Unsealed Docs Reveal J&J Injected Black Inmates With Asbestos

Consumer Goods

As Johnson & Johnson continues to face criticism over its “Texas two-step” plan to shield itself from tens of thousands of talc powder cancer lawsuits by offloading its liabilities to a bankrupt subunit, unsettling news about the company’s past has surfaced. 

Bloomberg News broke a story that in the early 1970s, J&J funded research that studied the effects of injecting asbestos into the skin on a small group of African American men who were inmates at a Pennsylvania correctional institution. 

The 10 prisoners were also injected with talc. The purpose of the study was to compare the effects of both minerals. Asbestos is a known carcinogen while talc is a mineral that is often located right next to asbestos in the ground. Nearly 40,000 people have filed lawsuits against J&J, having alleged that they developed cancer because the company’s talc products were contaminated with asbestos. Some expert witnesses have testified in trials that asbestos contamination in talc products is unavoidable.

Through a company spokesman, J&J defended the funding of the study by stating in an email to FiercePharma.com, “The dignity of clinical testing participants must always be the highest moral imperative, which is why this type of testing was discontinued more than 40 years ago.” 

The company spokesman added, “At the time of these studies, nearly 50 years ago, testing of this nature among this cohort set was widely accepted, including by prominent researchers, leading public companies, and the U.S. government itself.”

The kind of research conducted at Holmesburg Prison outside of Philadelphia has been known for decades. What had not been known prior to Bloomberg’s breaking story was the extent to which J&J funded the research. The company provided funds to the late University of Pennsylvania dermatologist, Albert Kligman, who conducted several human experiments—mostly on black inmates—at the prison.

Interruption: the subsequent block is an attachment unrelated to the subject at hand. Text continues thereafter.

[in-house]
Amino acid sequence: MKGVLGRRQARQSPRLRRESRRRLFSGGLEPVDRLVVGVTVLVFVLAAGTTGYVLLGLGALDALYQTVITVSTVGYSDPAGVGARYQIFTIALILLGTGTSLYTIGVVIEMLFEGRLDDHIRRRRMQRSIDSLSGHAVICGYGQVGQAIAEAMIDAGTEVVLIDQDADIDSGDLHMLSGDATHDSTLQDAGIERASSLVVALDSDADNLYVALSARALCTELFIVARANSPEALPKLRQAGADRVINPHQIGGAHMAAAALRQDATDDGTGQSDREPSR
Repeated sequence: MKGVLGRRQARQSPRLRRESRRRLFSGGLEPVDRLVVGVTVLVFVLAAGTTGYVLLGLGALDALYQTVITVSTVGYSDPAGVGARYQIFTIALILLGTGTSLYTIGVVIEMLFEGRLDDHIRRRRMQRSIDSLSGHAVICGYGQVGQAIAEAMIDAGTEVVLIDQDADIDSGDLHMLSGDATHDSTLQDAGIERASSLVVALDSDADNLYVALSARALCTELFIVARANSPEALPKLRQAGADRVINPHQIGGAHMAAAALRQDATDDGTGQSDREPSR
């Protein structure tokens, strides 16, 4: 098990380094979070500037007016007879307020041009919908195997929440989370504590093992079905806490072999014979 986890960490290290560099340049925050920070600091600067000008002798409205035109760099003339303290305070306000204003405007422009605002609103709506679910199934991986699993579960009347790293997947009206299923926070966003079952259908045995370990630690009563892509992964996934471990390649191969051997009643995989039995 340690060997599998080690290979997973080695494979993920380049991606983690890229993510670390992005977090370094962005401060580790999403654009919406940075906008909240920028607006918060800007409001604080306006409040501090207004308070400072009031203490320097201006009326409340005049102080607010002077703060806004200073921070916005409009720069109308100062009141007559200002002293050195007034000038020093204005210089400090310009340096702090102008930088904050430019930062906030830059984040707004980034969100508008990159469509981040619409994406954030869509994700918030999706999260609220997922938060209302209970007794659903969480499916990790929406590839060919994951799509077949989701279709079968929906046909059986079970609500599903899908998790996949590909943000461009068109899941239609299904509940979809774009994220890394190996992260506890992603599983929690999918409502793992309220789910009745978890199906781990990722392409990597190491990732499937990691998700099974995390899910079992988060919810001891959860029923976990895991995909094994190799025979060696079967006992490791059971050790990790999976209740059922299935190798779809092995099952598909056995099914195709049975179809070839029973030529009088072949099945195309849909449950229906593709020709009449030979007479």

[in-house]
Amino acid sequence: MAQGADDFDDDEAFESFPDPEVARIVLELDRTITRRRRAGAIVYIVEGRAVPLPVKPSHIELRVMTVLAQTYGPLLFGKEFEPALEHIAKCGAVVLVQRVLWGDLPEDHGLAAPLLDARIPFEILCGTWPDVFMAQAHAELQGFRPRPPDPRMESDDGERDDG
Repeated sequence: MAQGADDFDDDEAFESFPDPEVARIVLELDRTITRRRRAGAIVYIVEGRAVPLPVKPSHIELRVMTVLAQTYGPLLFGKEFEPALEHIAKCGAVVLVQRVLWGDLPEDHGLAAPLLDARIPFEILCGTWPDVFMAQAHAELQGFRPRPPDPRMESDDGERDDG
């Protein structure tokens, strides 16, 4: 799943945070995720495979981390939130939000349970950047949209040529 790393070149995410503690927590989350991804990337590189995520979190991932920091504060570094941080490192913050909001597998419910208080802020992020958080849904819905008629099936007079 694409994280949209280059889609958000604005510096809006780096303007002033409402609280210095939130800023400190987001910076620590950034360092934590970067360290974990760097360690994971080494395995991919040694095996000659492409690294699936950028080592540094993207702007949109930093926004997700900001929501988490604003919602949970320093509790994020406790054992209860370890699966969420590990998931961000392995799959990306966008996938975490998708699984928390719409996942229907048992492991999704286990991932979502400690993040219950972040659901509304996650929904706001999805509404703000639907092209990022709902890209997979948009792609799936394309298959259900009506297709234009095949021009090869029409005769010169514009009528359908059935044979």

J&J wasn’t the only corporate entity funding human experiments at the prison. Dow Chemical was also a major funder. In addition, the U.S. government provided funding for the experiments. 

J&J’s role in funding the research came to light last year during two talc cancer trials. Some of the prisoners injected with asbestos developed granulomas, an infection characterized by clumps of white blood cells that manifest as raised splotchy skin. 

This isn’t the first time J&J has been in the crosshairs for engaging in dubious, racist acts. The company has been also accused of heavily marketing their talc products to African American women after sales of such products to white women declined. 

J&J pulled its controversial products containing talc from North American stores in 2020. Dozens of organizations have called for a global ban on J&J talc-based products. The company is hoping to resolve all talc lawsuits with a $2 billion settlement through its bankrupt subunit, LTL management, a corporate entity approved recently by a judge. Considering that just one talc cancer trial in 2018 alone awarded 21 women over $2 billion, activists are highly critical of J&J’s plan to resolve all talc liabilities for that amount. 

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